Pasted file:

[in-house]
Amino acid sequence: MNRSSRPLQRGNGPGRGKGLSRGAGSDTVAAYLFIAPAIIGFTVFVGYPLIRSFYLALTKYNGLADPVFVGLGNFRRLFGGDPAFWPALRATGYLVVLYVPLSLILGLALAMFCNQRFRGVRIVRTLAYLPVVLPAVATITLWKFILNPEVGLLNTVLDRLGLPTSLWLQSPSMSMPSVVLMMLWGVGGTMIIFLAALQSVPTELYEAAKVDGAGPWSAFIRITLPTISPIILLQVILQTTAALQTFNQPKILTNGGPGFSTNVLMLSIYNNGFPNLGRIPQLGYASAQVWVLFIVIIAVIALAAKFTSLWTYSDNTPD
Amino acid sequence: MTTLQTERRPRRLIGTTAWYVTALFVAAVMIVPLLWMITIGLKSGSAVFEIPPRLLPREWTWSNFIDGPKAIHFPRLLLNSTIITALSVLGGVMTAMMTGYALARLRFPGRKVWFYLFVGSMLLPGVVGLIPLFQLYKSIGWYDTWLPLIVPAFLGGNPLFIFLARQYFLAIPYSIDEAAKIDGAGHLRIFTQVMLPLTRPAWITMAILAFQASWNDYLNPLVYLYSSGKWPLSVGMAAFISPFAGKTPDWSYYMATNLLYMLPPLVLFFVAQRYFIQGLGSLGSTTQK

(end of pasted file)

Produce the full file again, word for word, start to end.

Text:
[in-house]
Amino acid sequence: MNRSSRPLQRGNGPGRGKGLSRGAGSDTVAAYLFIAPAIIGFTVFVGYPLIRSFYLALTKYNGLADPVFVGLGNFRRLFGGDPAFWPALRATGYLVVLYVPLSLILGLALAMFCNQRFRGVRIVRTLAYLPVVLPAVATITLWKFILNPEVGLLNTVLDRLGLPTSLWLQSPSMSMPSVVLMMLWGVGGTMIIFLAALQSVPTELYEAAKVDGAGPWSAFIRITLPTISPIILLQVILQTTAALQTFNQPKILTNGGPGFSTNVLMLSIYNNGFPNLGRIPQLGYASAQVWVLFIVIIAVIALAAKFTSLWTYSDNTPD
Amino acid sequence: MTTLQTERRPRRLIGTTAWYVTALFVAAVMIVPLLWMITIGLKSGSAVFEIPPRLLPREWTWSNFIDGPKAIHFPRLLLNSTIITALSVLGGVMTAMMTGYALARLRFPGRKVWFYLFVGSMLLPGVVGLIPLFQLYKSIGWYDTWLPLIVPAFLGGNPLFIFLARQYFLAIPYSIDEAAKIDGAGHLRIFTQVMLPLTRPAWITMAILAFQASWNDYLNPLVYLYSSGKWPLSVGMAAFISPFAGKTPDWSYYMATNLLYMLPPLVLFFVAQRYFIQGLGSLGSTTQK